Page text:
(This column was published in the North Shore News on July 25, 2001)

 

It's the same movie, with same players

By Leo Knight

Well, here we go again.

 

Another meeting of the leaders of the Western democracies, another so-called demonstration by the anarchist losers who perpetually turn up any time they can push their way into the world's spotlight, another example of police trying their best to do their jobs and being criticized for doing exactly that.

 

I'm really trying to understand all of this. Really.

 

Some butthead tries to wallop a police officer over the head with a fire extinguisher and gets shot for his trouble. Who cares? Why should the world's media give it more than a passing mention in a round-up buried deep in the news section?

 

No, really. Who cares? Well, apart from whatever excuse for a human being that whelped that butthead, who cares?

 

Do I sound callous? Cynical, mayhaps?

 

Well, indeed I am.

 

Sick and tired would also be an apt way of describing my thoughts in the wake of the Genoa riots. Sick and tired of the police being pilloried for trying to keep order in the face of the violent anarchists bent on creating as much mayhem as humanly possible.

 

And who takes the blame?

 

As always, it is the police. Yeah, you remember them, those men and women who deliberately put themselves in harm's way to protect the rest of us. No matter what they do in these situations, it seems to be wrong.

 

Good Lord, after enduring the APEC-kerheads, the Battle in Seattle, the Riot at the Hyatt, the WTO in DC, the Wreck of Quebec, exactly why in the world are we still giving the anarchists any more credibility than afforded to a skid row axe murderer? And, why in the name of all that's good and great on God's green earth, would we criticize those who would deliberately stand in front of the rocks, paving stones, petrol bombs, knives and machetes to try and do their jobs?

 

The day after the riots in Genoa, the police staged a pre-emptive raid (at a school, no less), and arrested 40 Germans, 15 Italians, 13 Spaniards and others from the U.K., Poland, Canada, Turkey, Switzerland, Greece, Lithuania and New Zealand. Seized in the raid (again, I point out, at a school) were such basic implements of peaceful protest as: two sledgehammers, one pick-axe, numerous short-bladed knives, several pieces of long jagged wood, wigs, helmets and petrol bombs.

 

Also displayed by Italian police at the follow-up press conference was the jacket of a police officer with a five-inch slice in it caused by the knife of one of the poor excuses for a human being who didn't reckon on the police officer wearing a Kevlar vest.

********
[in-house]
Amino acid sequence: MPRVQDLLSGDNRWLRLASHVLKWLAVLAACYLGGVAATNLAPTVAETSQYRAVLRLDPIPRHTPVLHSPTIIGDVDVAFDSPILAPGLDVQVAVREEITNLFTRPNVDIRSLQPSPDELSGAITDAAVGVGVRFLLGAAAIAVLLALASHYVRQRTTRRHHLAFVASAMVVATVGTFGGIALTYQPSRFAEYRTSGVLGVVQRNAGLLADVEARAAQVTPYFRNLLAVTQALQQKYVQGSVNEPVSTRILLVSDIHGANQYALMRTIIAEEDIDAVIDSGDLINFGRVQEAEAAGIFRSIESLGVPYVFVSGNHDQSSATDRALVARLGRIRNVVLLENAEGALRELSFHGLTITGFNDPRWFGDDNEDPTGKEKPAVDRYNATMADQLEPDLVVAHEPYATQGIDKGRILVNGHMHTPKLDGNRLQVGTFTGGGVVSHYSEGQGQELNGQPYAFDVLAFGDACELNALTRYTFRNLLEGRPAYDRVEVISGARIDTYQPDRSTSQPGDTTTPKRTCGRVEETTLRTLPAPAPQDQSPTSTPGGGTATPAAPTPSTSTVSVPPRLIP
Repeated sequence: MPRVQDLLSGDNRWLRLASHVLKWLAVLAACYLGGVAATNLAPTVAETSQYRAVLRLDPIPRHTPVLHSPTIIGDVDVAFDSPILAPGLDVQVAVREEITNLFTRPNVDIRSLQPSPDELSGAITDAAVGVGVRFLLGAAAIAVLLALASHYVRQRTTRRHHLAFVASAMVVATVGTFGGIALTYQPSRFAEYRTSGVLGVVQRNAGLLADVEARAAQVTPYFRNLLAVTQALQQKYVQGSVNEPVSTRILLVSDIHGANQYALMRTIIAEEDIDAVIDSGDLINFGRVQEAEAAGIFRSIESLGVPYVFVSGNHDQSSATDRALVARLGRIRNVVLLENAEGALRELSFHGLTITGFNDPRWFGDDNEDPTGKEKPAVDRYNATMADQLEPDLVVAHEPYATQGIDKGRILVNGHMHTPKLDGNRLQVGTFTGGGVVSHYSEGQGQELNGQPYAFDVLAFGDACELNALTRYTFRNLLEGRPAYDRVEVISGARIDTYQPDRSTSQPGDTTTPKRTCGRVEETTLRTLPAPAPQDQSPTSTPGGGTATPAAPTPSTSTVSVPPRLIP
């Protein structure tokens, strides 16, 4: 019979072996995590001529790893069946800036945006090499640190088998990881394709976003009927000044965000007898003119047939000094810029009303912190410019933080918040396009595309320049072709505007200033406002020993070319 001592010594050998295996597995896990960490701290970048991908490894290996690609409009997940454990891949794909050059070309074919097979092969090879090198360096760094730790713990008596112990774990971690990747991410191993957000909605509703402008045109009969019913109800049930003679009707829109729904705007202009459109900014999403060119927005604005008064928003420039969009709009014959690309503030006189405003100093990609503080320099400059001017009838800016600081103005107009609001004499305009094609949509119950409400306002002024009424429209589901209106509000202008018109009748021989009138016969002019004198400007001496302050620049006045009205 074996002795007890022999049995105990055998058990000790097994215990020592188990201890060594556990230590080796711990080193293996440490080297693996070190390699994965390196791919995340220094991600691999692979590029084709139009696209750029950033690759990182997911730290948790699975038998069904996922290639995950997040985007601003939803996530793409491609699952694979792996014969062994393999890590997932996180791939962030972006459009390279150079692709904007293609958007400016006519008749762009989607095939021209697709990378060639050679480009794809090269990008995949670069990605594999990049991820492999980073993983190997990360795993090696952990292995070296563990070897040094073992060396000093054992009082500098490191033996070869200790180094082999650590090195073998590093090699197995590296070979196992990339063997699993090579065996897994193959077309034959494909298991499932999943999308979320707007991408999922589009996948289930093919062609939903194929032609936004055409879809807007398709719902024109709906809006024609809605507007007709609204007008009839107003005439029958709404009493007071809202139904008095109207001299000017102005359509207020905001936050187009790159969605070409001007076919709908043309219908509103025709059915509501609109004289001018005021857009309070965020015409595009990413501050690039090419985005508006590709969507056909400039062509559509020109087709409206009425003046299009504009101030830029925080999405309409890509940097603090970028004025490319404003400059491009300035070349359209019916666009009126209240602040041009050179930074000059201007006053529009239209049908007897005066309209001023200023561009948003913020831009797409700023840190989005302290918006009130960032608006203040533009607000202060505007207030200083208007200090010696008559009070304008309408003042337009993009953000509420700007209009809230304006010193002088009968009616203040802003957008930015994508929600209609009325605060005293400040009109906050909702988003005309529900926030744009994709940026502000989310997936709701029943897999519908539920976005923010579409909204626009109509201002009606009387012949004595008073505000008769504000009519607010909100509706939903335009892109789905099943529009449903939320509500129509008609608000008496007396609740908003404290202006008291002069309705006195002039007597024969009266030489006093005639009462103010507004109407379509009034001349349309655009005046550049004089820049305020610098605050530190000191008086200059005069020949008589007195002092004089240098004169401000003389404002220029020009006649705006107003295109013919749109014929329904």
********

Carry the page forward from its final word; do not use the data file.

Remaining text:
The Associated Press reports stated, "protesters said dozens of them were beaten up by police during the raid." Pardon me while I try and keep my lunch down.

 

More than 200 Italian police officers were injured during the riots caused by a small band of lunatics in Genoa. They suffered injuries caused by little things like being hit in the head with a cobblestone, stab wounds, burns from petrol bombs and other such things that you couldn't even conceive of putting yourself in the position of being hurt by.

 

Yet, newspaper headlines are somehow suggesting the police have done something wrong. This is no different than what happened in Quebec where the taxpayers are going to spend several million dollars to examine the actions of the police.

 

For what?

 

Ted Hughes should just turn over the transcripts of the APEC-kerhead inquiry and change the dates. Hey, it's all the same movie with all the same players. And somehow, they are given a measure of credibility they clearly do not deserve by the mainstream media in this country.

 

It's time to call these situations for what they are. It is time to draw a line in the sand. If they wish to protest, that's fair enough. Use violence to achieve whatever dubious and wooly-headed aim, and the full weight of the law coupled with adverse public opinion should be their reward. Certainly not media support or criticism of the police for trying to do their job and protect the rest of us.

 

Think I'm wrong? Well, I'll tell you what, the next time one of these things occurs, the police should simply say "Hey, you don't like the way we try and deal with these things, no problem, then we won't attend."

 

If you have a problem with the way the police handle these situations, see what happens when they don't show up to get bricks thrown at them and have petrol bombs explode above their heads.

 

Then the screaming will really be intense.

 

-30-

 

 

 

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